Lennie Small - of Mice and Men

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Firstly Lennie's personality is like that of a child. He is innocent and mentally handicapped with no ability to understand abstract concepts like death. While he acts with great loyalty to George, he has no comprehension of the idea of "loyalty." For that reason, he often does not mean to do the things that get him into trouble, and once he does get into trouble, he has no conscience to define his actions in terms of guilt.

John Steinbeck portrays the character Lennie as the follower, and never the leader. The phrase “even in the open one stayed behind the other” describes the relationship between Lennie and George and indicates that Lennie relies on George for support and guidance. It also implies that Lennie needs constant support because even though it is daytime, Lennie still cannot fend for himself.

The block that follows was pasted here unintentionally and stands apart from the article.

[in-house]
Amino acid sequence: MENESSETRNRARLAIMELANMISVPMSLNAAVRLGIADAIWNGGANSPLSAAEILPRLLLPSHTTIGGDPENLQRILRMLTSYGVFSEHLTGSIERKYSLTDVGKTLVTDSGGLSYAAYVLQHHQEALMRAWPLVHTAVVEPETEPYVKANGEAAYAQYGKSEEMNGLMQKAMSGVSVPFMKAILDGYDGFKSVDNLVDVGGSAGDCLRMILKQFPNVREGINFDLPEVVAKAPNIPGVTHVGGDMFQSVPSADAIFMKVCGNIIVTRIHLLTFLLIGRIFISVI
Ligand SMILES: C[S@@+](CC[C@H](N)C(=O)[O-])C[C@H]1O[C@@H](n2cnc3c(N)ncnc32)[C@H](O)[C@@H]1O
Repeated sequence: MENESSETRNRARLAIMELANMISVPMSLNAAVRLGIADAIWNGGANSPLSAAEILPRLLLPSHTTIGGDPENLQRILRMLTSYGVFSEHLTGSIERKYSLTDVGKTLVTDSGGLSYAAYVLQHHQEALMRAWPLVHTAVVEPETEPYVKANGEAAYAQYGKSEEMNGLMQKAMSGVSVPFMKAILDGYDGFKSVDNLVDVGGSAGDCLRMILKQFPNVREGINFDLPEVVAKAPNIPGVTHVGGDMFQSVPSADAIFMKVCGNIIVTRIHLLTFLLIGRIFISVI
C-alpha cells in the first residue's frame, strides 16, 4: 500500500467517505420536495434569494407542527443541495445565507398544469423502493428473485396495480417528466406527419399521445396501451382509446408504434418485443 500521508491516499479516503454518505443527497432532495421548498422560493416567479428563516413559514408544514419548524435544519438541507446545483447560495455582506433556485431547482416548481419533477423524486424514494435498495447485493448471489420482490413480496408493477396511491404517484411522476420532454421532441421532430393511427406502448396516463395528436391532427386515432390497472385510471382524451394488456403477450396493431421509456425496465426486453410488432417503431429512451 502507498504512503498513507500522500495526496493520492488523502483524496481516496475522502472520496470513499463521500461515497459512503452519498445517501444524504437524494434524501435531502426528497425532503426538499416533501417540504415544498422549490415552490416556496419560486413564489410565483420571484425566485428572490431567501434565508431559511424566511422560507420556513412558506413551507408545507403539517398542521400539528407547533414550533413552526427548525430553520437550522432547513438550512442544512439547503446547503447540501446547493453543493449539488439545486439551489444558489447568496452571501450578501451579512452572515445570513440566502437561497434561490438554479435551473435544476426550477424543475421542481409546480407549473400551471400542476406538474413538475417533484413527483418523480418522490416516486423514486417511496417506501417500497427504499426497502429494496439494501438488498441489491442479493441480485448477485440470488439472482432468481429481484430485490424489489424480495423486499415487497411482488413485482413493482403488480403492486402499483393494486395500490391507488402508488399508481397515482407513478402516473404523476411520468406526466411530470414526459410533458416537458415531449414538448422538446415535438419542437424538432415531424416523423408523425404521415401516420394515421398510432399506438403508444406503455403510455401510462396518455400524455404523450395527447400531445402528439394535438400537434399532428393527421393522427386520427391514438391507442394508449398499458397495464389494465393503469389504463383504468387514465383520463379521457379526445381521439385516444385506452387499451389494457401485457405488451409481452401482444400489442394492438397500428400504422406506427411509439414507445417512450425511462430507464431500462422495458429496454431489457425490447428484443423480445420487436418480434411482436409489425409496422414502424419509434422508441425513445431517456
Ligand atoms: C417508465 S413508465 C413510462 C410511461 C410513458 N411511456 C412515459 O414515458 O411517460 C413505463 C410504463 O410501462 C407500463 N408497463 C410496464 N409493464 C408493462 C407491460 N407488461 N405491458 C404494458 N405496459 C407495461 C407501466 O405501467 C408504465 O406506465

Moreover the author uses his words to paint a picture and describes Lennie as “a huge man, shapeless of face”. This image gives us the idea that Lennie is so large that he doesn’t quite know what to do with himself and he just stumbles around with a lost expression. It also compliments and indicates that Lennie is quite a shapeless character and not well defined as a person. Steinbeck portrays Lennie’s partner George as “small and quick, dark of face, with restless eyes”. This is an immediate contrast to Lennie’s character because it shows that George is the opposite of Lennie; his character is well defined and alert. This makes us understand better why Lennie feels the need to stand behind George all the time and rely on someone who is more alert than he is.

John Steinbeck uses animal imagery to give the impression that Lennie always stumbled and did not know what to do with himself. The quote “dragging his feet a little, the way a bear drags his paws” gives the audience the image that Lennie just slugs around and was so large and disconnected that he couldn’t pick up his feet.   Steinbeck comparing him to   a bear implies that he wanted the audience...
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